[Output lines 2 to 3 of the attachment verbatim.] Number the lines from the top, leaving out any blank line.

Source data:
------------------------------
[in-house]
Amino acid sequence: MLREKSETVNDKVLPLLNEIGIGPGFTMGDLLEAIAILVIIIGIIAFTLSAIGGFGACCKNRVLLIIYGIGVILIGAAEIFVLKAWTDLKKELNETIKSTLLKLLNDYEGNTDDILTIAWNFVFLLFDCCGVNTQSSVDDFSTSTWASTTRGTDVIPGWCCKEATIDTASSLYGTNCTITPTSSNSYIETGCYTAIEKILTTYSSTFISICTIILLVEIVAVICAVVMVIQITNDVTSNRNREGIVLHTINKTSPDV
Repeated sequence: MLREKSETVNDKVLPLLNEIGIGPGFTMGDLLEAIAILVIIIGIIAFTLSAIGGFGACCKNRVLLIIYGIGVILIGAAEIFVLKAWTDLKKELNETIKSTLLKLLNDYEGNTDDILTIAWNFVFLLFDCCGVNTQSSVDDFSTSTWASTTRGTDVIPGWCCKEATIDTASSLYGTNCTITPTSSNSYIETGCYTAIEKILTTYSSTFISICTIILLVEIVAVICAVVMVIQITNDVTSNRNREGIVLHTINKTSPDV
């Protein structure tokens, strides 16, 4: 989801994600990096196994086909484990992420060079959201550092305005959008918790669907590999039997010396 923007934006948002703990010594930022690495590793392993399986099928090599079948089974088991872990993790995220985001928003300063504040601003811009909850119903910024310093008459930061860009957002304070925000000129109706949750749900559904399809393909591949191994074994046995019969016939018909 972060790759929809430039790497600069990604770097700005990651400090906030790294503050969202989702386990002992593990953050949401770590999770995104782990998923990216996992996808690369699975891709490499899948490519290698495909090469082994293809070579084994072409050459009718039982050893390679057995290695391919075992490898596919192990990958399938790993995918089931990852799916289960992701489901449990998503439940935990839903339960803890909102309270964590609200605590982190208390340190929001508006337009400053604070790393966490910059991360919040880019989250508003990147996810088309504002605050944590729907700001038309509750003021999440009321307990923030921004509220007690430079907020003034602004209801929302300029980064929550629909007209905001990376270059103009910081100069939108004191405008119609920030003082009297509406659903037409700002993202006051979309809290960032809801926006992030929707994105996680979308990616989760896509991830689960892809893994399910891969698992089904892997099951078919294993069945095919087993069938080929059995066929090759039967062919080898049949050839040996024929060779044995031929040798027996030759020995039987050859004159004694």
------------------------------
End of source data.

Amino acid sequence: MLREKSETVNDKVLPLLNEIGIGPGFTMGDLLEAIAILVIIIGIIAFTLSAIGGFGACCKNRVLLIIYGIGVILIGAAEIFVLKAWTDLKKELNETIKSTLLKLLNDYEGNTDDILTIAWNFVFLLFDCCGVNTQSSVDDFSTSTWASTTRGTDVIPGWCCKEATIDTASSLYGTNCTITPTSSNSYIETGCYTAIEKILTTYSSTFISICTIILLVEIVAVICAVVMVIQITNDVTSNRNREGIVLHTINKTSPDV
Repeated sequence: MLREKSETVNDKVLPLLNEIGIGPGFTMGDLLEAIAILVIIIGIIAFTLSAIGGFGACCKNRVLLIIYGIGVILIGAAEIFVLKAWTDLKKELNETIKSTLLKLLNDYEGNTDDILTIAWNFVFLLFDCCGVNTQSSVDDFSTSTWASTTRGTDVIPGWCCKEATIDTASSLYGTNCTITPTSSNSYIETGCYTAIEKILTTYSSTFISICTIILLVEIVAVICAVVMVIQITNDVTSNRNREGIVLHTINKTSPDV